Burnham in 1839
Burnham is in Brothercross hundred, 117 miles from London. The parish is distinguished as Burnham Westgate, or Burnham Market, from the neighbouring parishes of Burnham Overy, Burnham Thorpe, Burnham Norton, Burnham Ulph and Sutton, and Burnham Deepdale. The parish of Burnham Westgate has an area of 2,930 acres, with a population in 1831 of 1,022, more than a third agricultural. The town is on the west side of a small river, the Burn, at the mouth of which is a small harbour. The present church is a neat building of stone and flint. The market has been discontinued, but a considerable corn trade is carried on ; some hemp is prepared, and an iron manufactory has been established. There are two yearly fairs. The living is a rectory, with which is united a mediety of the consolidated benefices of St. Margarets, Burnham Norton, and All Saints, Burnham Ulph. The clear yearly value is £768. Burnham Ulph and Sutton, and Burnham Norton, are so close to Burnham Westgate, as to form with it one town ; the aggregate area of the three parishes is 5,630, with a joint population of 1,569. There were in the three parishes in 1833, one infant school with 40 children ; one day and boarding-school with 60 children ; one day-school, partly supported by subscription, with about 20 children ; and two Sunday-schools, with 135 children.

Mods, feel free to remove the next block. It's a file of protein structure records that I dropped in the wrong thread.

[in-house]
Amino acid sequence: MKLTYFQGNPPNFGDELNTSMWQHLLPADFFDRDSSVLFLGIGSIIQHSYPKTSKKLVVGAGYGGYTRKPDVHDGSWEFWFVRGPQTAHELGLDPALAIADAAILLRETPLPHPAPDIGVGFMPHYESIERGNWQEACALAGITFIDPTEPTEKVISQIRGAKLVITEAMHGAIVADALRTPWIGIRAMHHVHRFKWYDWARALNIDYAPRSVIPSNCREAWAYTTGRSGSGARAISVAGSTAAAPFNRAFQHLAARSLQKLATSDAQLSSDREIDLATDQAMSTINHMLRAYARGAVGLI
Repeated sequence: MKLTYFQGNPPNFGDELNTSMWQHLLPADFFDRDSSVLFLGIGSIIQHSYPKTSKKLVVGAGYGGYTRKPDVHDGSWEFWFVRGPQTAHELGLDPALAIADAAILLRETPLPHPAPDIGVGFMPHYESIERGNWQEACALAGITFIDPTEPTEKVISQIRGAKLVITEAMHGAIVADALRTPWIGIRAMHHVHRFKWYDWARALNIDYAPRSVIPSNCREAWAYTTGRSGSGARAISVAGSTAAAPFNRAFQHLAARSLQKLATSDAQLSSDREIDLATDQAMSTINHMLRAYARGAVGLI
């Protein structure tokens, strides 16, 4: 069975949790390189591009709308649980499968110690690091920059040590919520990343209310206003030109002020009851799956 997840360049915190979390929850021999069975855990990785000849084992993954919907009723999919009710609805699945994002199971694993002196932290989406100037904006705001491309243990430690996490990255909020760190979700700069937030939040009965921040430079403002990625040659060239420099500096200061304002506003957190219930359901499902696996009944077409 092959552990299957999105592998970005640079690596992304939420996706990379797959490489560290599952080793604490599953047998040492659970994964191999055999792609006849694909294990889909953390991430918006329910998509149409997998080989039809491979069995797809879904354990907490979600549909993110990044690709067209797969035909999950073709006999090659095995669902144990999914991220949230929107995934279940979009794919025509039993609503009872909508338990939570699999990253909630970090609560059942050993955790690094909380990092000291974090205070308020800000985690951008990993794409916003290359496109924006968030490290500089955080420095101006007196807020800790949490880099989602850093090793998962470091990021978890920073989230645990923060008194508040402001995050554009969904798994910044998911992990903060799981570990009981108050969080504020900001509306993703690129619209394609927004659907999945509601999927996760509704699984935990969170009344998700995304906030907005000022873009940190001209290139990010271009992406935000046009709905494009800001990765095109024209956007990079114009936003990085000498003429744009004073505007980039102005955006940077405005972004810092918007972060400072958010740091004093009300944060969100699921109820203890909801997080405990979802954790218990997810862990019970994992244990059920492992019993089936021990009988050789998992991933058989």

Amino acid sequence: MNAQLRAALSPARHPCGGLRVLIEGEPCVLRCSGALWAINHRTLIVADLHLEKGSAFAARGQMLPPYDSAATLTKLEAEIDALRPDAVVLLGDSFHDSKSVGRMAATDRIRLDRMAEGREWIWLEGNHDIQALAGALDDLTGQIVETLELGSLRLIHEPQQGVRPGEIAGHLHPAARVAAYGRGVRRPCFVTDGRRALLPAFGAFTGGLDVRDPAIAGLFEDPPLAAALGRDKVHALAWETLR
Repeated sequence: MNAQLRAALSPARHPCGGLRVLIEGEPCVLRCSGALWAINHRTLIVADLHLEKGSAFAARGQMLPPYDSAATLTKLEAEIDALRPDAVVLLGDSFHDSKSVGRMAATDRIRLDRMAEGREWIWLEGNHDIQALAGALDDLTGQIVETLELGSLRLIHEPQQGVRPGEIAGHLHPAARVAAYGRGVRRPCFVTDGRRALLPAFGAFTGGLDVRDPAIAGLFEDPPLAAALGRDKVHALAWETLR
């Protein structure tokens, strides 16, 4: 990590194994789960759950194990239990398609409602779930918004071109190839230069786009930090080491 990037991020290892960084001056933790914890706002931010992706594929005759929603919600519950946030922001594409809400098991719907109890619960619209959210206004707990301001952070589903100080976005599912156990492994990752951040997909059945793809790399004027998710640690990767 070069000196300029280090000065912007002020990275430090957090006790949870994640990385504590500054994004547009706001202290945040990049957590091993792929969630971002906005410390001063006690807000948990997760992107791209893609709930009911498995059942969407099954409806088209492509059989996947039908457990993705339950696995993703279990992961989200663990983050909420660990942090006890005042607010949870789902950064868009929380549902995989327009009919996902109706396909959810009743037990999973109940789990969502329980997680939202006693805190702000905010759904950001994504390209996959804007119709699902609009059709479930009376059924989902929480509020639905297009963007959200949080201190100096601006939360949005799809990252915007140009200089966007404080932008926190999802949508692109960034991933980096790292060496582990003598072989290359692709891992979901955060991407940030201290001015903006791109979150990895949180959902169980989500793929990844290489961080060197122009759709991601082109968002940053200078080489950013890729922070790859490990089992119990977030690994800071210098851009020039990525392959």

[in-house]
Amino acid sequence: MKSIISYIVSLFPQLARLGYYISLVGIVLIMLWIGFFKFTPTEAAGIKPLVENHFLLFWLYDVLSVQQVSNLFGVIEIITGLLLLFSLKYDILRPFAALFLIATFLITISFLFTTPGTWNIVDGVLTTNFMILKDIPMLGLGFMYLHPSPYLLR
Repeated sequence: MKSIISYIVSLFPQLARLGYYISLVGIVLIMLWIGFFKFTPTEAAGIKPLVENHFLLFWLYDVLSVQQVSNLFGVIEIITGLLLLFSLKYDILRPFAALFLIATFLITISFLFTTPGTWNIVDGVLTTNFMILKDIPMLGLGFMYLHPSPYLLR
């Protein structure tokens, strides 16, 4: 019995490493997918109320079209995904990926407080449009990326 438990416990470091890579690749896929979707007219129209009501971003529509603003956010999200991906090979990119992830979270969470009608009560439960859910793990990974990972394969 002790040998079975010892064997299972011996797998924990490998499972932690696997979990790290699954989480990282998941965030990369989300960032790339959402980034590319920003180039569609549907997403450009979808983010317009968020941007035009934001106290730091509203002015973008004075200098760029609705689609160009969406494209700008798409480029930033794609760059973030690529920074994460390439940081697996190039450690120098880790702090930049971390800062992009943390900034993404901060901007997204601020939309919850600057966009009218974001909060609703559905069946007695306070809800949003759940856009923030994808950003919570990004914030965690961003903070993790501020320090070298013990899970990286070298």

Admiral Lord Nelson was a native of Burnham Thorpe, of which parish his father was rector.